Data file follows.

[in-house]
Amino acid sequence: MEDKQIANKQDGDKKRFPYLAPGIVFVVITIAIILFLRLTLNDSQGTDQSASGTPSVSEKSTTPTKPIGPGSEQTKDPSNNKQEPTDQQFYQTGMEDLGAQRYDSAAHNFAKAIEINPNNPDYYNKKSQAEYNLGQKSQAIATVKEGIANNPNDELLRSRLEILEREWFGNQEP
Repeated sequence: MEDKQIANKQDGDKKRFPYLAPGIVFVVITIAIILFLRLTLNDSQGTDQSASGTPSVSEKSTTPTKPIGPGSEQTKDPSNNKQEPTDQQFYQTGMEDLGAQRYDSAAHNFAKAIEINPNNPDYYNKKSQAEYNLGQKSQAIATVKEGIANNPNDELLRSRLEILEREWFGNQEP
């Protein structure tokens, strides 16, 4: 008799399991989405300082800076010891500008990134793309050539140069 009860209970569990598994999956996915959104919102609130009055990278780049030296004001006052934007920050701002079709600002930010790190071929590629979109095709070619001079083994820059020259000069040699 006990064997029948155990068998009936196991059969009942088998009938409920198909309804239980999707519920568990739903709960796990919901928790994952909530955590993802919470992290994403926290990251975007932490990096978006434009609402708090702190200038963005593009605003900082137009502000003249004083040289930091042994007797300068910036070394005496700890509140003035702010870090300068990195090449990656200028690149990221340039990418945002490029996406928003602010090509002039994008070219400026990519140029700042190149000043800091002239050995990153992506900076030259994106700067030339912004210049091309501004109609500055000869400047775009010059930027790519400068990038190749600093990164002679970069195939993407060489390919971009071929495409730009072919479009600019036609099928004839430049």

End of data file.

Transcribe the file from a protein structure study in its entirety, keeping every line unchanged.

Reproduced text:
[in-house]
Amino acid sequence: MEDKQIANKQDGDKKRFPYLAPGIVFVVITIAIILFLRLTLNDSQGTDQSASGTPSVSEKSTTPTKPIGPGSEQTKDPSNNKQEPTDQQFYQTGMEDLGAQRYDSAAHNFAKAIEINPNNPDYYNKKSQAEYNLGQKSQAIATVKEGIANNPNDELLRSRLEILEREWFGNQEP
Repeated sequence: MEDKQIANKQDGDKKRFPYLAPGIVFVVITIAIILFLRLTLNDSQGTDQSASGTPSVSEKSTTPTKPIGPGSEQTKDPSNNKQEPTDQQFYQTGMEDLGAQRYDSAAHNFAKAIEINPNNPDYYNKKSQAEYNLGQKSQAIATVKEGIANNPNDELLRSRLEILEREWFGNQEP
């Protein structure tokens, strides 16, 4: 008799399991989405300082800076010891500008990134793309050539140069 009860209970569990598994999956996915959104919102609130009055990278780049030296004001006052934007920050701002079709600002930010790190071929590629979109095709070619001079083994820059020259000069040699 006990064997029948155990068998009936196991059969009942088998009938409920198909309804239980999707519920568990739903709960796990919901928790994952909530955590993802919470992290994403926290990251975007932490990096978006434009609402708090702190200038963005593009605003900082137009502000003249004083040289930091042994007797300068910036070394005496700890509140003035702010870090300068990195090449990656200028690149990221340039990418945002490029996406928003602010090509002039994008070219400026990519140029700042190149000043800091002239050995990153992506900076030259994106700067030339912004210049091309501004109609500055000869400047775009010059930027790519400068990038190749600093990164002679970069195939993407060489390919971009071929495409730009072919479009600019036609099928004839430049």